(Kennedy, J.) Yes. Aliens who are enemy combatants have the right to habeas corpus under the constitution, and the alternative procedures substituted by Congress were not sufficient or effective. The framers of the constitution believed that it was a basic tenet of liberty to enjoy freedom from unlawful restraint, and the writ of habeas corpus was a provision meant to make this freedom secure. The Suspension Clause (Art. I, Section 9, cl. 2) protects this as well, providing that it may be suspended only in cases of a threat to public safety as in rebellion or invasion. While the geographical extent to which the clause covers this writ is not clear, at least it is obvious that the writ as it existed at the time of the original drafting and ratification of the constitution was protected. The Government (P) pleads that the U.S. does not have sovereignty over the place of incarceration, namely, Guantanamo Bay, and therefore the petitioners do not have rights under the Clause. However, it is clear that Guanatanamo Bay has been under U.S. control for more than a hundred years. In order to decide whether it is covered by the Clause, three factors must be considered: (1) the citizenship and status of the detainee, and whether the determination of that status was through a valid and sufficient process (2) the type of place where first apprehension and later detention occurred (3) the practical hindrances in determining whether the prisoner has a right to the writ. In the first place, the petitioners are aliens, arrested outside the U.S. Secondly, the detention center is under the complete control of the U.S. and is under its jurisdiction. Thirdly, the costs involved are not such as to rule out the habeas proceedings automatically. Thus the conclusion is that the Clause is effective at Guantanamo Bay, and Congress must act accordingly. The Military Commission Act of 2006 is not and was not intended to be a substitute of habeas corpus, and thus the petitioners are entitled to dispute the lawfulness of their detention by filing the writ.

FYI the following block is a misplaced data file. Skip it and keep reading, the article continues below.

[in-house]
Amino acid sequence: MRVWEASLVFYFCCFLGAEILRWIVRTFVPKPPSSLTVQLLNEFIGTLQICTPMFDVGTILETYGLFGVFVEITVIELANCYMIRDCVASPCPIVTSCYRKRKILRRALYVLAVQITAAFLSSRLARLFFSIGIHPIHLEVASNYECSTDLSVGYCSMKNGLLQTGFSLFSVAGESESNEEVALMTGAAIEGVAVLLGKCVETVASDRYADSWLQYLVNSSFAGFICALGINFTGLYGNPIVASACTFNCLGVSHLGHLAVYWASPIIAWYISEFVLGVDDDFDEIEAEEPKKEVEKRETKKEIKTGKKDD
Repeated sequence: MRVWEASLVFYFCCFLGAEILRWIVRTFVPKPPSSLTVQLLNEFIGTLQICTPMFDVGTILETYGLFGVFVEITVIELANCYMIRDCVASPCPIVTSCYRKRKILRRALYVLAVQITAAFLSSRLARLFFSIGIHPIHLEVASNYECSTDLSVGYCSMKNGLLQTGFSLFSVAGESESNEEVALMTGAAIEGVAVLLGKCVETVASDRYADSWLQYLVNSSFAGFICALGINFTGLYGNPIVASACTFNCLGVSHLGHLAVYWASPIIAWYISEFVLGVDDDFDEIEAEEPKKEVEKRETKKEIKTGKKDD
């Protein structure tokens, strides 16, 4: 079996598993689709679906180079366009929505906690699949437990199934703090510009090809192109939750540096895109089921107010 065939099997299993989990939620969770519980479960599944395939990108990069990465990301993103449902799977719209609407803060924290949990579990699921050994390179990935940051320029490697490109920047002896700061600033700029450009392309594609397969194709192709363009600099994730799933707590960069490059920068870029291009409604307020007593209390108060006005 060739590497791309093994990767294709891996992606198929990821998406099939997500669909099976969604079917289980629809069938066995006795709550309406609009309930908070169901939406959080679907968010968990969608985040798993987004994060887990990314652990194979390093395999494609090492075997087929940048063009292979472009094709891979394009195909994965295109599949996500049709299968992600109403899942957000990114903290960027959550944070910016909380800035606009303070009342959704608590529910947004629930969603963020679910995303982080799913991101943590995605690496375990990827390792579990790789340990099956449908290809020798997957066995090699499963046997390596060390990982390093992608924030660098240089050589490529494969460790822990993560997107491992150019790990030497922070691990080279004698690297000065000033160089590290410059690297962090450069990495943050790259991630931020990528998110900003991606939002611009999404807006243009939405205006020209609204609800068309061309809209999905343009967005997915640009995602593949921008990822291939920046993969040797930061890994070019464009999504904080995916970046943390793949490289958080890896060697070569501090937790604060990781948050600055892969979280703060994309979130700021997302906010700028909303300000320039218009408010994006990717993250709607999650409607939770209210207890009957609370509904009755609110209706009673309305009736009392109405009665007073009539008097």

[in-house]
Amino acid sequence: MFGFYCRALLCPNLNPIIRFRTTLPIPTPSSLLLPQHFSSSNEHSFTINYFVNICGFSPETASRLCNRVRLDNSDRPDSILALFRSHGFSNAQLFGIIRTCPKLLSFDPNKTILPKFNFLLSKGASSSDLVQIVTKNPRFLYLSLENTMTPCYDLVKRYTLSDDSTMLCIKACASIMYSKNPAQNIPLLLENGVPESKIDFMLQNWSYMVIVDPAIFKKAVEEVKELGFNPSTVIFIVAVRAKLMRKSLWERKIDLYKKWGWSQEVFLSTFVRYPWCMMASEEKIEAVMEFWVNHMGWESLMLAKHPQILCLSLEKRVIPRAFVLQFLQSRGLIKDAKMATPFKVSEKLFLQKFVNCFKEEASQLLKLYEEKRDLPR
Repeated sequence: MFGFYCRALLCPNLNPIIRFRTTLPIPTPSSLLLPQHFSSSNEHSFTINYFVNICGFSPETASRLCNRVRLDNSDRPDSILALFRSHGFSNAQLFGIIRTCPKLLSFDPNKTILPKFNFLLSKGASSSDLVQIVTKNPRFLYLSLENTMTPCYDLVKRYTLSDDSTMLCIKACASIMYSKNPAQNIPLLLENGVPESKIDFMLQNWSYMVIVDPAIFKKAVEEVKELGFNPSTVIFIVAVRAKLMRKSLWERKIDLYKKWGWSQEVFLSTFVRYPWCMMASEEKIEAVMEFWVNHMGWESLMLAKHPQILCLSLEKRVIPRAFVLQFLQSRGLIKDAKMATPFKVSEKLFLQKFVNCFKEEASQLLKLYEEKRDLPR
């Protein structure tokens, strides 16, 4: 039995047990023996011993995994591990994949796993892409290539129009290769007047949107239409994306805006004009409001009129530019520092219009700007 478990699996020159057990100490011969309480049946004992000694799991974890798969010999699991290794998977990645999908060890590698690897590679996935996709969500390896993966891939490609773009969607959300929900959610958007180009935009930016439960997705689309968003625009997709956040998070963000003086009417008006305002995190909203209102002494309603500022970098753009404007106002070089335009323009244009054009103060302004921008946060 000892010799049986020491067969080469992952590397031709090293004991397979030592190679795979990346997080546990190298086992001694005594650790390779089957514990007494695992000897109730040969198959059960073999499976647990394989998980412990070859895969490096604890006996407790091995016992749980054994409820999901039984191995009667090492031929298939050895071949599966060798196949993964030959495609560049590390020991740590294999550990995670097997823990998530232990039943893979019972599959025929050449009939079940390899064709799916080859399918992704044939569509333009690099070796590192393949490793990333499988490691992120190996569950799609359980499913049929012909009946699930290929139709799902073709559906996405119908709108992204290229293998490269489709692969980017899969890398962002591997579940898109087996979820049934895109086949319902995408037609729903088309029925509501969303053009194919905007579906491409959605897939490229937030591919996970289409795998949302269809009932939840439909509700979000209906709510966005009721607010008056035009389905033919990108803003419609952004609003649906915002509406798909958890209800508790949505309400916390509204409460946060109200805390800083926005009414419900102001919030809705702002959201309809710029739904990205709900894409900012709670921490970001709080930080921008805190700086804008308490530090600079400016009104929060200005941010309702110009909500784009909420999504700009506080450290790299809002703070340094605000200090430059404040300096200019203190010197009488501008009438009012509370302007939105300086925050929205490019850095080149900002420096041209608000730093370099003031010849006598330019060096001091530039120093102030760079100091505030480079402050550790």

Under the Suspension Clause, the writ of habeas corpus may be suspended only in cases of rebellion or invasion when public safety requires it. The Suspension Clause, U.S. Const. art. I, § 9, cl. 2 , had full effect at Guantanamo Bay. In order to deny habeas corpus, therefore, Congress had to act in conformance with the Suspension Clause. The procedures set forth in the Detainee Treatment Act, 109 Pub. L. No. 148, 119 Stat. 2680, were not an adequate and effective substitute for habeas corpus as detainees were not allowed to present exculpatory evidence that was not part of the record in the Combatant Status Review Tribunal proceedings. Thus, 28 U.S.C.S. § 2241(e) effected an unconstitutional suspension of the writ of habeas corpus. The detainees were not required to exhaust the review procedures in the appellate court before proceeding with their habeas actions given the already lengthy delay.

  • Advocates: Paul D. Clement on behalf of the Respondents Seth P. Waxman on behalf of the Petitioners
  • Petitioner: Lakhdar Boumediene et al.
  • Respondent: George W. Bush, President of the United States, et al.
  • DECIDED BY:Roberts Court
  • Location: U.S. Naval Base at Guantanamo Bay
Citation: 553 US 723 (2008)
Granted: Jun 29, 2007
Argued: Dec 5, 2007
Decided: Jun 12, 2008
Boumediene v. Bush Case Brief